Oliver Kazunga Bulawayo Bureau
ZIMBABWE’S milk output for the first quarter increased by 14 percent to 19,4 million litres compared to the same period last year, the Livestock and Meat Advisory Council has said.
In its latest report for the period under review, the Livestock and Meat Advisory Council (LMAC) said: “Milk production for the first quarter of 2019 totalled 19,4 million litres, an increase of 14 percent over the same period in 2018.”
It said a positive growth of 12, 18 and 14 percent respectively has been recorded each month during the quarter under review compared with January, February and March in 2018.
LMAC said the country’s annual demand for milk was 120 million litres, implying a deficit of about 45 million litres in milk production per year.
Government has partnered the private sector in the implementation of a strategic plan to boost milk production by growing the dairy herd to 30 000 animals by 2022 as well as supporting infrastructural development.
“Under the European Union funded Zimbabwe Agricultural Growth Programme, the dairy sector, including milk collection centres and small-scale producers will be supported over a four-year period for equipment and infrastructural development.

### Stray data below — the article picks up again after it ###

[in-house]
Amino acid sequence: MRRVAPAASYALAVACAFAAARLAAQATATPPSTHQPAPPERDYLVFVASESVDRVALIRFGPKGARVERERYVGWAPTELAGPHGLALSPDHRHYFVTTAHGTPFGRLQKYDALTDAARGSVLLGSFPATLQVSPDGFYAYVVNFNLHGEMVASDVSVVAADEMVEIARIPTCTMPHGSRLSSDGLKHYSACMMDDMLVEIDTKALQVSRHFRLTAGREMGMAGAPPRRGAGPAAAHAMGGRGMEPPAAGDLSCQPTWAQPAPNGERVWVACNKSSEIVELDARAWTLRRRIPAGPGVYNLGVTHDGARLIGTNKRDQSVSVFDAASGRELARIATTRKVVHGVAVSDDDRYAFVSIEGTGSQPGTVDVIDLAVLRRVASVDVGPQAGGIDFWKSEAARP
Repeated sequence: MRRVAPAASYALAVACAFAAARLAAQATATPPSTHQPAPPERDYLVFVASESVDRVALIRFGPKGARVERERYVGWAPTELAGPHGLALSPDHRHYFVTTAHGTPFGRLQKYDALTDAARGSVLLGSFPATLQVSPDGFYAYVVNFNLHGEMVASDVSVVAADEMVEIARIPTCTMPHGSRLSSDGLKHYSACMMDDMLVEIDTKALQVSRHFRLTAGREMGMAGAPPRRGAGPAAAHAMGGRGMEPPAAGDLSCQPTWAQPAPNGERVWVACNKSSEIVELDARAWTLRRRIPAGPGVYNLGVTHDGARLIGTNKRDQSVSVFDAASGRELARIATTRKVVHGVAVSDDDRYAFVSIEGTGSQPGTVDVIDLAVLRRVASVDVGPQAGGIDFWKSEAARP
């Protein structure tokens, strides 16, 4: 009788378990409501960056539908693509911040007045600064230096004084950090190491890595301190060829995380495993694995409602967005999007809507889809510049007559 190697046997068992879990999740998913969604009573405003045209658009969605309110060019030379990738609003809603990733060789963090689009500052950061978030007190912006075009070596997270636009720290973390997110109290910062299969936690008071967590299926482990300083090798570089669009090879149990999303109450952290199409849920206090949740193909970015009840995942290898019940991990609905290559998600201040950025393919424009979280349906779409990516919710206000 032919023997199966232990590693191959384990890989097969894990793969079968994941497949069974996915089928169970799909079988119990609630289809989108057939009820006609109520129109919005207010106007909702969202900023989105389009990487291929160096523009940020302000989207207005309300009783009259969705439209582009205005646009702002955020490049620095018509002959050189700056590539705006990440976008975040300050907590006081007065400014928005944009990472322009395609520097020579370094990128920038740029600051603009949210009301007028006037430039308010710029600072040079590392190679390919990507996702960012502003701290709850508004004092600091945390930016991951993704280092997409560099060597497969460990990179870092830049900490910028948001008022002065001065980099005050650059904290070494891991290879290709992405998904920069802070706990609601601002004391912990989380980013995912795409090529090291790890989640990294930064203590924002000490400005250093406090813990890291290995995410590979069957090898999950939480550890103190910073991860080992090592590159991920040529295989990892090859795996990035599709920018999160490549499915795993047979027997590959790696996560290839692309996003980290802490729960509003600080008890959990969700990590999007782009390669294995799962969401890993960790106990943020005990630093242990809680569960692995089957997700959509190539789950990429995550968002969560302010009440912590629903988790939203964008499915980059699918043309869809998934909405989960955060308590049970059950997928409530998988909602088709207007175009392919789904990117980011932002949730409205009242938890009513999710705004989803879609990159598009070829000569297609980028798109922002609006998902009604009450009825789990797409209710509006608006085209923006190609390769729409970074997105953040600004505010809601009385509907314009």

“At least 1 000 in-calf dairy heifers will be distributed to farmers on a revolving basis,” said LMAC.
The Government targets to increase milk output by margins ranging between 97 million and 100 million litres per annum. On the beef sector, the council said during the quarter under review, cumulative slaughters were 57 674, a decrease of 13 percent over the same period last year.
It said the decrease was caused by a combination of uncertainty and volatility about prices in the small-holder areas and the increased cost of animal protein across the board.
“The average slaughters per month for the first quarter of 2019 was 19 225 head, the February slaughter figure of 17 962 head was the second lowest on record since January 2015.
“For the year to March 2019, Mashonaland West recorded the highest number of slaughters at abattoirs monitored by the Department of Livestock Production and Development, accounting for 20 percent of the national slaughter.
“Midlands, Mashonaland East and Matabeleland South were second, third and fourth respectively,” said LMAC.
It said the quality composition continues to deteriorate, a situation expected to be exacerbated following the drought and the increase in the price of stock feed.